2. Ravi: (During the heat of the revolution in Petrograd) a group of counter revolutionary Junkers took Comrade Antonov, a Bolshevik leader, hostage. Their idea was to use Antonov as a 'human shield' to escape. But their nefarious designs were foiled when a mob of revolutionaries trapped them. The junkers now pleaded with Antonov to intercede on their behalf and to have their lives spared. Antonov did so at great personal risk and saved their lives.

Suma: But then, why did he have to save those evil fellows?

Gopi: And then, did the revolutionaries agree to spare the Junkers?

Ravi: The Junkers were taken to jail. Still people were so angry with those treacherous fellows that they killed off 5-6 of them on the way.

Gopi: Fair enough!

3.On the deposed Czar Nikolas’s fate:

Suma: And what did the revolutionaries do to the cruel Czar?

Ravi: The Czar was imprisoned for his misdeeds, with his family. Then they tried to act smart and run away and the revolutionaries caught them and finished them off.

Gopi: Good riddance!

Suma: Yes, serves them right.

4. On Aleksei Kaledin, a counter-revolutionary.

Ravi: Kaledin created plenty problems for the Bolsheviks but was finally defeated and cornered. He put a pistol to his chest and pulled the trigger.

Gopi: Dead?

Ravi: Yes.

Suma: Wow! So, Ravietta, all the villains are finished. The revolutionaries can begin governing untroubled. Peace!


5. On Kerensky, who governed Russia after the Czar’s abdication and before the Lenin and the Bolsheviks (whom he briefly and unsuccessfully resisted) took over.

Gopi: So, what did Kerensky finally do?

Ravi: He escaped, disguised as a naval officer.

Gopi: And the revolutionaries allowed him to escape after all the nonsense he did?

Ravi: Actually America helped him get away and even granted Kerensky asylum.

Suma: But why? The Russian people’s revolution is none of the Americans’ business!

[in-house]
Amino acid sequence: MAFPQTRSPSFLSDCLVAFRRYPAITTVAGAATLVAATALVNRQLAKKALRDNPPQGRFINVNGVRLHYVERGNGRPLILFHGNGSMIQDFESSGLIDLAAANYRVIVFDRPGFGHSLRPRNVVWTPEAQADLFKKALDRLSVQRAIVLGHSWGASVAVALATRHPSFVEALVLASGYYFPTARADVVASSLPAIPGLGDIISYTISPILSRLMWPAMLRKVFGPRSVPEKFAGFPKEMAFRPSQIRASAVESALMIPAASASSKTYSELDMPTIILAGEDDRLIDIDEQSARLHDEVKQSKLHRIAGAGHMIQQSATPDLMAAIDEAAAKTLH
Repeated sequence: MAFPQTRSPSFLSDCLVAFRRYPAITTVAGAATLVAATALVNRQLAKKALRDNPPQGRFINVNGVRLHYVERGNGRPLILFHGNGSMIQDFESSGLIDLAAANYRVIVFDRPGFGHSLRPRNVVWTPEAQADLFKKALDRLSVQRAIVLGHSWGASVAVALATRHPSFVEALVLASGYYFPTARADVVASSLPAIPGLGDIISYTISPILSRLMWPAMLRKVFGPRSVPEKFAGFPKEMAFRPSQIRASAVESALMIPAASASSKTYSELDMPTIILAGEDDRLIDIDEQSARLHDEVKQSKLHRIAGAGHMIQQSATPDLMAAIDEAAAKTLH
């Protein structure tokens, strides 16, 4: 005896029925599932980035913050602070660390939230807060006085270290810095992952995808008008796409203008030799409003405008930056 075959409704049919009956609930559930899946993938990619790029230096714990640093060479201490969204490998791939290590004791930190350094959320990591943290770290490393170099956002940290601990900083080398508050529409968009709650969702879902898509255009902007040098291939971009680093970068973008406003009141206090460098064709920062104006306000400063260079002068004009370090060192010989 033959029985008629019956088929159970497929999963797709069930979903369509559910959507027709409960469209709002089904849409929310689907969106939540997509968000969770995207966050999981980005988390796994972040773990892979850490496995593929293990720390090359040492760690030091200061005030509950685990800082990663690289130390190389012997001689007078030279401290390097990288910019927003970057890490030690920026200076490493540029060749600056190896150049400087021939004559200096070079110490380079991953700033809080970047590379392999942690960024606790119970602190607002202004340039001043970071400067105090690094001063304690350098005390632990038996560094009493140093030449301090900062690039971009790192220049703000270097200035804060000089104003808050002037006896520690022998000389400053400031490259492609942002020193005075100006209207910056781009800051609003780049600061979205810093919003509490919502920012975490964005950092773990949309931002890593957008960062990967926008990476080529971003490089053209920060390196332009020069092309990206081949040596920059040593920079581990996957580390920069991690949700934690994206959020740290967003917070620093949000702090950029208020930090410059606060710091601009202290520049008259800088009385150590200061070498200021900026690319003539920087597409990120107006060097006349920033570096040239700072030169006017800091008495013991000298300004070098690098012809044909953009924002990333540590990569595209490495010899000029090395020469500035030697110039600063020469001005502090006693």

Ravi: Well, the Americans are always like that. They are always opposed to the aspirations of the working class; wherever the revolution happens, they try to sabotage it.

6. And here is the end of the story:

Gopi: We are so unfortunate, India did not have a great man like Lenin!

Narrator: Even Ravi who had answered everything so far, could not console Gopi.


Tailpiece: In adulthood, I met a Russian physicist (somewhat older than self) who grew up in the Brezhnev era and later lived thru the collapse of Soviet Communism. He once told a group of us Indians: “Some people still say Lenin was great, that he was a genius,… I have absolutely no comments on that, no opinions!”

Leningrad is now St. Petersburg all over again. The 'bad' Czar Nikolas II is now a haloed martyr of a resurgent Russian Orthodox Church. An extract from Wikipedia says: "A poll of young Russians found that they felt Nicholas II had done more good than harm, and all other 20th century Russian leaders more harm than good—except Khrushchev, about whom they were evenly divided", And back home, a glam-couple from Bollywood have named their newborn son 'Czar'!
And yes, in middle age, I remain sympathetic to Socialism.

(*) - Even in 'Sarkari' textbooks of a generation ago, Marx had a larger than life presence (again, in Kerala). A couple of pages of our History textbook in class 10 was devoted to a dense summary of the Doctrines of Marx and we had to learn phrases such as 'Dialectical formula', 'Dialectical materialism, 'Mind being an 'Emanation from Matter'' and how surplus production and profit leads to a consolidation of the Capital. No other philosopher/economic theorist/political scientist of any nationaliy/inclination was even mentioned anywhere in that book. And the only seemingly heavy-handed measure due to Stalin mentioned in the same text was: "The land-owning class, known as 'kulaks' resisted collectivization; and they were totally done away with."

(**) - Here is a bit from Wikipedia on John Reed's book: Stalin was apparently very unhappy with the book because it strongly highlighted his arch-rival Trotsky's role in the revolution; Stalin himself was mentioned but twice in the book and once as just another name in a list of members of some committee. So, during the Stalin era, the book was banned in the Soviet Union, along with all of Trotsky's works.

Interestingly the Parishad condensation of Reed's book too mentions Stalin perhaps only once or maybe twice - and on both occasions, it is indeed something on the lines of "Stalin *too* was a member of the ... Council", the tone there was as if the reader already was aware of Stalin's general importance and only needed some reassurance that he too was involved big-time in the revolution. But more interestingly, in the Parishad version, Trotsky plays a very small role (even as late as 1980, mainstream Communist dogma probably had not fully rehabilitated him); he appears once to condemn some counter-revolutionaries as "ignorable entities, destined for the dust bin of History!" and that is about it!